Another of the reviewers, Chris Del Mar, Professor of Public Health at Bond University, Australia, had this to say:
What we did that’s unusual in this review is we didn’t just rely on published data, we realised that this could be biased… that the less good data were being withheld in some way.
Furthermore, in his paper “The Tamiflu Saga Shows Why All Research Data Should Be Public,” Professor Del Mar makes some important remarks regarding pharmaceuticals, the review process, and that often it’s “a war of words with lots of public relations.” Below are some of Del Mar’s sentiments.
- Roche performed trials and the results were used to get approval from different regulatory authorities for it to be used routinely. The agencies include the US FDA (Federal Drug Administration), Europe’s EMA (European Medicines Authority), and Australia’s TGA (Therapeutic Drug Administration).
- The FDA approved Tamiflu for shortening the illness, but not for preventing complications. “Complications” means secondary (bacterial) infections, such as pneumonia. The EMA and TGA approved it for both indications.
- The approval process is secret, ostensibly for “commercial interests”, although what these are at this stage of the drug’s development (testing how effective the drug is) remains unclear. Still, we often don’t know outside the closed doors what issues are raised in the clinical study reports.
Probably the most remarkable statement Professor Del Mar made in his paper is this:
The whole rigmarole has two implications.
First, we still remain in some doubt about the effectiveness of Tamiflu for preventing influenza complications. This matters because it was the prime reason the world armed itself with warehouses of Tamiflu under the threat of pandemic influenza in 2009.
Roche sold literally billions of dollars worth of Tamiflu for this singular reason. But has the world been sold a pup? Until the trials are openly released for scrutiny, it’s impossible for us, the world, the purchasers of this drug, to know.
Second, the implications are far beyond just Tamiflu. Until recently, the world had adopted the randomised controlled trial as the benchmark test for treatments. But there are clearly some problems with this.
One of these problems is the partial release of trial data (effected [sic] by selective publishing) that will help the sales of a commercial drug or device.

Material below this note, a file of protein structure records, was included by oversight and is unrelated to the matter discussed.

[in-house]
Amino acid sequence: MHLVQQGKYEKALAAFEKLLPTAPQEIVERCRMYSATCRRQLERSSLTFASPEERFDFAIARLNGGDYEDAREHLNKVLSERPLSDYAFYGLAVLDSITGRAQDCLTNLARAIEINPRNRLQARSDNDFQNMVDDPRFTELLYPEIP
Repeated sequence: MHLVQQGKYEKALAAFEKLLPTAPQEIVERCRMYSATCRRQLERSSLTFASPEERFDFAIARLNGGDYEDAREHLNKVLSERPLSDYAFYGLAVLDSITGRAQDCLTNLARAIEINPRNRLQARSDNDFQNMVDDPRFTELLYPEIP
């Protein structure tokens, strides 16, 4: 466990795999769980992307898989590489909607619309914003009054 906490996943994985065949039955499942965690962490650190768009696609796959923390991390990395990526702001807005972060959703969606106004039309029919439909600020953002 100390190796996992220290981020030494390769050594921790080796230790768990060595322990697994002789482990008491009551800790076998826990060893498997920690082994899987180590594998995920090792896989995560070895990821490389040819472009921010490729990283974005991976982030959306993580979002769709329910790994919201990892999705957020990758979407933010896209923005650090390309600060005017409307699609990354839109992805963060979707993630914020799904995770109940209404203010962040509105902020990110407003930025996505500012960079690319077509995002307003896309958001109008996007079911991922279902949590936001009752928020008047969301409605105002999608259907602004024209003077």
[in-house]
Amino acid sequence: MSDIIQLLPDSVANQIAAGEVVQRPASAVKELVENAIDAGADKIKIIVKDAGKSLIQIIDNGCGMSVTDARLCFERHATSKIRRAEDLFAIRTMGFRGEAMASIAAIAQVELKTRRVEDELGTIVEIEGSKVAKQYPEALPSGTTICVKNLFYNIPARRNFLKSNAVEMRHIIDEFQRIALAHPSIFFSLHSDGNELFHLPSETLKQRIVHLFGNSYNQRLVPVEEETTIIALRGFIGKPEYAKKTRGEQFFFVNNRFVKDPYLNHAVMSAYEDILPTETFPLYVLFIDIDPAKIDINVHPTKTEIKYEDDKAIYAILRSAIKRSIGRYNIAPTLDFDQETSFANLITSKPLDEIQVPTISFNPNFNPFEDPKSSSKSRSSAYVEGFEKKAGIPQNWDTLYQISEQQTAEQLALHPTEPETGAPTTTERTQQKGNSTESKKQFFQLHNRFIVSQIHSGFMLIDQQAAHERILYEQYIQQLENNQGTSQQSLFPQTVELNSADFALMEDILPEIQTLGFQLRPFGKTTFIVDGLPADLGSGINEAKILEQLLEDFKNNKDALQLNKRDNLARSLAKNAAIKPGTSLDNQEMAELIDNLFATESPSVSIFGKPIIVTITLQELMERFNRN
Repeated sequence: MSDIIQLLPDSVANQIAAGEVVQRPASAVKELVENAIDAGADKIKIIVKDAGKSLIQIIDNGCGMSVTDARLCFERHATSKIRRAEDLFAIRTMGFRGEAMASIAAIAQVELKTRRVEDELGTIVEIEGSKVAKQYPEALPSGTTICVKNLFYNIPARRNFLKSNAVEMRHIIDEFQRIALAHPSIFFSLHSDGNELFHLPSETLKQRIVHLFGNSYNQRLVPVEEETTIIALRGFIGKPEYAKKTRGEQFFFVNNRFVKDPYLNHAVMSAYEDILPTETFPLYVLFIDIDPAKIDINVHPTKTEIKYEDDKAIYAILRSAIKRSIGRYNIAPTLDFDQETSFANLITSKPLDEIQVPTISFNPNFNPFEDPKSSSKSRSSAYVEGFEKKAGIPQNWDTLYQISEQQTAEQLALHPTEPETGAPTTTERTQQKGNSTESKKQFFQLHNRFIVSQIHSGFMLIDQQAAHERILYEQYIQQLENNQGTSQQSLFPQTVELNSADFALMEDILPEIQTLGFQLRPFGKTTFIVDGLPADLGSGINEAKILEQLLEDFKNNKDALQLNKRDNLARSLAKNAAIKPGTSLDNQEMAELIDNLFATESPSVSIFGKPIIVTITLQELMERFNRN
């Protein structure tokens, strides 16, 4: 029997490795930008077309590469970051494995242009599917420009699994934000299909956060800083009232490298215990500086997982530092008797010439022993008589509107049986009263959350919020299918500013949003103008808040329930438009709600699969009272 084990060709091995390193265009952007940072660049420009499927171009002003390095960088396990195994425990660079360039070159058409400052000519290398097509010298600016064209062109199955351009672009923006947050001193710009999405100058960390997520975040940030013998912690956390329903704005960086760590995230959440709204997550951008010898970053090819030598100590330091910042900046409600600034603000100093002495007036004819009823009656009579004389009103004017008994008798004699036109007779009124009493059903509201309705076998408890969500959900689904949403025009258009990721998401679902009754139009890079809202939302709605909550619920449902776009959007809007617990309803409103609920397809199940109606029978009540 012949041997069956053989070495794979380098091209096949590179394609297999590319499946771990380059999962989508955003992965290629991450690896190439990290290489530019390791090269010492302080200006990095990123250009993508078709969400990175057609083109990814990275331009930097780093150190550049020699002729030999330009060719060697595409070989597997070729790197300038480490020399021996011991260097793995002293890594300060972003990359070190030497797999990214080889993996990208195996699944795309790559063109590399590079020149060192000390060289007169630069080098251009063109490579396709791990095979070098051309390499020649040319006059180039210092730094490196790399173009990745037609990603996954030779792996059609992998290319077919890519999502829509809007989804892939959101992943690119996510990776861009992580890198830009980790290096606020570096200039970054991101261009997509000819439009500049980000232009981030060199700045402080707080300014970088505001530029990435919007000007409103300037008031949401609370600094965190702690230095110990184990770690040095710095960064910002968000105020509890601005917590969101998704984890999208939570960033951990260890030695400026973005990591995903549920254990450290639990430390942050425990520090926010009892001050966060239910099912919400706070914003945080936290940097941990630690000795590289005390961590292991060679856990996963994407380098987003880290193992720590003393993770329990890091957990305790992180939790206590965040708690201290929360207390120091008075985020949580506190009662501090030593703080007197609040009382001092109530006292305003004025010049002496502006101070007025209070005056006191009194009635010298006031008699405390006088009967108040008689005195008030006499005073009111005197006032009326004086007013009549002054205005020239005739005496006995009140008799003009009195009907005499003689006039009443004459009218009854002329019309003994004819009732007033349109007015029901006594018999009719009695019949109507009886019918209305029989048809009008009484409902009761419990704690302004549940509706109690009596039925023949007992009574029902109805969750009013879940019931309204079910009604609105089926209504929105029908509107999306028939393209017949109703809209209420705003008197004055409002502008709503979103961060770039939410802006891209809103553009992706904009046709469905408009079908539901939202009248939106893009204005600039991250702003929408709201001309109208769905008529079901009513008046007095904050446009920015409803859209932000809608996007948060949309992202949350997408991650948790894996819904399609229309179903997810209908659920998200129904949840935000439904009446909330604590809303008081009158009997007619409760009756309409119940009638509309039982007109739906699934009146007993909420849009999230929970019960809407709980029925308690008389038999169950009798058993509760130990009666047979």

We are concerned that this might have happened in this instance, even though the drug company in question had declared (several times, including originally in 2009) that it will provide all the data we need.
Professor Del Mar contends the above scientific sinfulness can be corrected by mandating that all clinical trials be registered. There’s a campaign to do just that; it’s called Alltrials http://www.alltrials.net/.
What this writer would like to point out in view of the above information, is that selective publishing and other ‘tricks’ are employed to get pharmaceuticals approved, especially vaccines which are ‘sacred cows’ no one seems to want to investigate.
The recommended oral dose of Tamiflu for treatment of influenza in adults and adolescents 13 years and older is 75 mg twice daily for 5 days. Pediatric dose is determined by the child's weight. Tamiflu is not indicated for treatment in pediatric patients less than 1 year of age. Treatment should begin within 2 days of onset of symptoms of influenza. There may be other drugs that can interact with Tamiflu. Tell your doctor about all the prescription and over-the-counter medications you use. This includes vitamins, minerals, herbal products, and drugs prescribed by other doctors. Do not start using a new medication without telling your doctor. During pregnancy, Tamiflu should be used only when prescribed. This medication passes into breast milk. Consult your doctor before breast-feeding.